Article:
> b) An option to cache peer keys locally. I assume this is done already and that the local cache lookup is given a priority over the registry search. Correct?

Not yet, mostly for simplicity of getting this release shipped. It's currently pretty naive (and I'm not thrilled about it): the key lookup API call is done every time you send a secret. Thinking of fimiliar patterns, perhaps we should take the SSH trust-on-first-use approach, where we record the fingerprint we saw last time, and warn if it changes? That would make it significantly harder for us to subsequently serve you bad keys.

Somewhat related, there was a good discussion about how to deal with multiple key discovery mechanisms (e.g. local cache vs server response) at the latest OpenPGP summit. Prioritising local cache (say, your GnuPG keyring) can be quite scary too, if you downloaded a key from the keyservers and subsequently realised it was a fake (and don't use web-of-trust which, well, enough said).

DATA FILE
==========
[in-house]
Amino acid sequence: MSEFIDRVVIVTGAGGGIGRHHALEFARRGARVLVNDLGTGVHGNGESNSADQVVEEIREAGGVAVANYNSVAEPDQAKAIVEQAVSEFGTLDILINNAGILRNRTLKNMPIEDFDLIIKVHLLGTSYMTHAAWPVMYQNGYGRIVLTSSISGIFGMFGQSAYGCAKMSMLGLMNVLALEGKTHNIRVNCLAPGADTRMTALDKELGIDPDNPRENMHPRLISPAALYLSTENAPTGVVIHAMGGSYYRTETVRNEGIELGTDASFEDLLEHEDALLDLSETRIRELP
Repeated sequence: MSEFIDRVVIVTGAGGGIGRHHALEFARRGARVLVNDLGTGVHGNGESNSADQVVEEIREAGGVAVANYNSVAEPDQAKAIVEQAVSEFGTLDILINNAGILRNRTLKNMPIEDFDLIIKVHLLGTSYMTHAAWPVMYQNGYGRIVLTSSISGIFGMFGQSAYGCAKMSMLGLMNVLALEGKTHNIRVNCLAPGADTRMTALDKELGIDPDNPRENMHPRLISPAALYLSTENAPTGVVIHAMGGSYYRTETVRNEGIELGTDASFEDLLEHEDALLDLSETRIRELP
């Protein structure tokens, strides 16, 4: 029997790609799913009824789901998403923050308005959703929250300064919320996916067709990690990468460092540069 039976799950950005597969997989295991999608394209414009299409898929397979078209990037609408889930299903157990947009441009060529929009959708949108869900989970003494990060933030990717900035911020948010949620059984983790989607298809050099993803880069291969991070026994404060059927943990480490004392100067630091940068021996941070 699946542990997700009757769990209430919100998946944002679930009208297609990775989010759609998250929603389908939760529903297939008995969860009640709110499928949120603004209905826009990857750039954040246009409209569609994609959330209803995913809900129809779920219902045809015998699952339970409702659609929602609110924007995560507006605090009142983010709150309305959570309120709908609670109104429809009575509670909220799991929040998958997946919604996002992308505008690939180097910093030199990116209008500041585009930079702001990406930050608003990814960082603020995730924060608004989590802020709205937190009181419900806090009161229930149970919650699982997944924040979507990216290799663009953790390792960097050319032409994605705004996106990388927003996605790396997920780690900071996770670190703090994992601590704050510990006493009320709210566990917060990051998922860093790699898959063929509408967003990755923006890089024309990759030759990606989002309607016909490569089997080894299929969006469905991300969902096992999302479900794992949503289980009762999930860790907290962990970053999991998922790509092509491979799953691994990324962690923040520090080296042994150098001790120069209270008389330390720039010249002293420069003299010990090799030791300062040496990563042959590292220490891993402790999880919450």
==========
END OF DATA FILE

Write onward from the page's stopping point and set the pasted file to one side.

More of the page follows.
Thanks for thinking about this and taking the time to share your ideas.


> It's our strong ambition to make Fluidkeys into an honest, you're-the-customer business

Without sugar-coating it - a service like this, with the scope it has now, has * zero * chance of successful monetization. 100% guaranteed.

This is a cosmetic service that aims to address a security need. People who actually need this AND have money to pay for it are in position to explore self-hosted options, which is what they will be looking for in the first place since they DO want proper security. Having a random third party in their security pipeline is not really an option. And people who are not concerned with this part, won't think twice about sending API keys over regular email. In fact, even security-minded people won't have much objection to relaying secrets through their corporate, properly secured email server.